8. 4 The Veils of Isis
    (pp. 93-134)

    In September 1859 Albert, Prince Consort, delivered a speech to a distinguished body of British gentlemen in Aberdeen, Scotland. Itself, this was scarcely a remarkable event. Albert gave many speeches during his lifetime, and many Victorian gentlemen listened patiently to such addresses. Yet this occasion was some-what singular. The gathering to which Albert spoke comprised the elite of the British scientific community, the British Association for the Advancement of Science. Albert was its president for that year. A friend of British science throughout his life in England, and one of the architects of the Great Exhibition of 1851, he began...

  9. 5 A Critical Spirit
    (pp. 135-170)

    Everybody, wrote Sara Jeannette Duncan in 1887, talked about ʺthe age.ʺ Moreover, they did so almost as if it had an existence independent of the actual lives of men. This, she argued, indicated an attitude as curious and interesting as anything men in fact said of their age. ʺForgetting, apparently that we are part and parcel of it, and individually responsible for its having done those things which it ought not to do, and left undone those things which it ought to have done, we elect ourselves a grand jury to indict and try the age.ʺ¹ Miss Duncan was writing...

  10. 6 The Secret of Hegel
    (pp. 171-204)

    In Victorian England and America, it had been the literary imagination which first took notice of philosophical movements on the Continent, particularly in Germany. It is impossible, for example, to understand the thought of Coleridge, Carlyle, or Emerson without some knowledge of German philosophy of the late eighteenth and early nineteenth centuries.¹ In the 1840s and 1850s Sir William Hamilton became the first philosopher to make the British intelligentsia aware of the relevance of the Kantian categories and the ʺcategorical imperativeʺ to the Common Sense tradition. Later, J. Hutchison Stirlingʹs provocatively titled book,The Secret of Hegel(1865), had sought...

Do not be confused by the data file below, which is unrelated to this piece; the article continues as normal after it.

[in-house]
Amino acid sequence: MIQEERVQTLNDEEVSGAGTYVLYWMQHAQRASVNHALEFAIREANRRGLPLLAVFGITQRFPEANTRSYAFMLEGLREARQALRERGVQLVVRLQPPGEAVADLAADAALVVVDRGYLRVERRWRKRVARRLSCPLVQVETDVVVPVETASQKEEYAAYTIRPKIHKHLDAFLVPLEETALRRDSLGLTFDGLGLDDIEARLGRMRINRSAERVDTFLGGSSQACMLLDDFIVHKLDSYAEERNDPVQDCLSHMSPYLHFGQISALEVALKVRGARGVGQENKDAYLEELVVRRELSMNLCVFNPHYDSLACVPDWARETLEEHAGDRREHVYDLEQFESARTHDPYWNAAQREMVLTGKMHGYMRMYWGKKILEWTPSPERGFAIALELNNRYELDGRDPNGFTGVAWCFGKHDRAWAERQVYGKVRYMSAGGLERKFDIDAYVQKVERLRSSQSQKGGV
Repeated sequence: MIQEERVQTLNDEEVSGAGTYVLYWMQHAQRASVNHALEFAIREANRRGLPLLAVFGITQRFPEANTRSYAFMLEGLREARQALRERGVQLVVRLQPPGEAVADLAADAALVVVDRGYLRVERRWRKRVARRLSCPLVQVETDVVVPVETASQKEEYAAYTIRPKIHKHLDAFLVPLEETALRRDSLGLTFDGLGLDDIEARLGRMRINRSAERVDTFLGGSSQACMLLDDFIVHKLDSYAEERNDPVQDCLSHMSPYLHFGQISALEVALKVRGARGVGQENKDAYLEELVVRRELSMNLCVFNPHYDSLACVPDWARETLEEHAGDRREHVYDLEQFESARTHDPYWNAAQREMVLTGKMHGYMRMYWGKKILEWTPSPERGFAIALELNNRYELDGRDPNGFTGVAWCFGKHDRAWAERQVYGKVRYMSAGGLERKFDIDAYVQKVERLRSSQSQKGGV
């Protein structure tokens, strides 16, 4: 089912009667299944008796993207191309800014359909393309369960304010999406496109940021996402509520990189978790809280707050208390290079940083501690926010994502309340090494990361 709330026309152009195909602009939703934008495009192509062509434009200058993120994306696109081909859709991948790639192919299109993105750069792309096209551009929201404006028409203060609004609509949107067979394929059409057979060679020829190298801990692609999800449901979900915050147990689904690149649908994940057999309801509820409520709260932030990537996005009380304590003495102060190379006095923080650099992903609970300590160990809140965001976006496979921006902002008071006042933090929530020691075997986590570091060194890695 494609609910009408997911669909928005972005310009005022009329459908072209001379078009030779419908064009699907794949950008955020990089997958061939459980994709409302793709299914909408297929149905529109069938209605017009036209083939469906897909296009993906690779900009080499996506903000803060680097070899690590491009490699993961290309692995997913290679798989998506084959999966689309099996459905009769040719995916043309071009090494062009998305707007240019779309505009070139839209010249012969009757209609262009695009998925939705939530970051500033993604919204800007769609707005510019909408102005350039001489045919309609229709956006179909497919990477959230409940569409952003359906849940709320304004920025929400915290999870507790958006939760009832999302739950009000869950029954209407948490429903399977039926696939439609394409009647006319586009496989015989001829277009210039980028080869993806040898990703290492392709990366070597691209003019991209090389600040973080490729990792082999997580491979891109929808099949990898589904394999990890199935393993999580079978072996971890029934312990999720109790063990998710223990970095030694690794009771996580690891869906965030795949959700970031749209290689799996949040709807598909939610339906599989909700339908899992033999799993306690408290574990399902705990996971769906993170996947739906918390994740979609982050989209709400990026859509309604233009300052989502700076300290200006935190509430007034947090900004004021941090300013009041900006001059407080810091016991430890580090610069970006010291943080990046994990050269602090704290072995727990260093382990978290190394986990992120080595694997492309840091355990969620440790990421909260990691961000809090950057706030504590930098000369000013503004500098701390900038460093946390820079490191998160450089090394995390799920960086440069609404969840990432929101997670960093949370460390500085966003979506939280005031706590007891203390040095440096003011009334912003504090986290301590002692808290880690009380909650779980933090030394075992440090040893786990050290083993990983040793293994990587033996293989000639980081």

11. 7 The Sadness and Joy of Knowledge
    (pp. 205-228)

    By the 1890s the old orthodoxy of ideas, founded on constraint and dominated by a myth of concern that was largely closed, had been shattered. Common Sense had been dismissed as faulty in its psychology and inadequate in its conception of mind; it was incapable of meeting the needs and challenges of an age of inquiry and analysis. The Paleyite natural theology had in large measure been replaced by an equally teleological, but dynamic, Hegelian conception of social evolution. The Baconian ideal in science had also proved inadequate under the onslaught of the Darwinian method. A new era of scientific...

  12. Epilogue
    (pp. 229-232)

    By the twentieth century, the moral imperative in Anglo-Canadian thought was much more complex than its equivalent in the 1850s. At the beginning of university life in Canada, the force of moral authority had almost exclusively been one of constraint, a force bent on preventing ʺintellectual anarchyʺ of different varieties. By the advent of the 1920s, the word ʺintellectualʺ no longer was defined in terms of an eighteenth-century faculty psychology; by then, inquiry of an intellectual sort was seen as synonymous with the objective pursuit of knowledge. By then, too, the principle of critical inquiry had largely—at least in...

  13. Abbreviations
    (pp. 233-234)
  14. Notes
    (pp. 235-274)
  15. A Bibliographical Note
    (pp. 275-278)
  16. A Bibliographical Note, 2001
    (pp. 279-282)
  17. Index
    (pp. 283-292)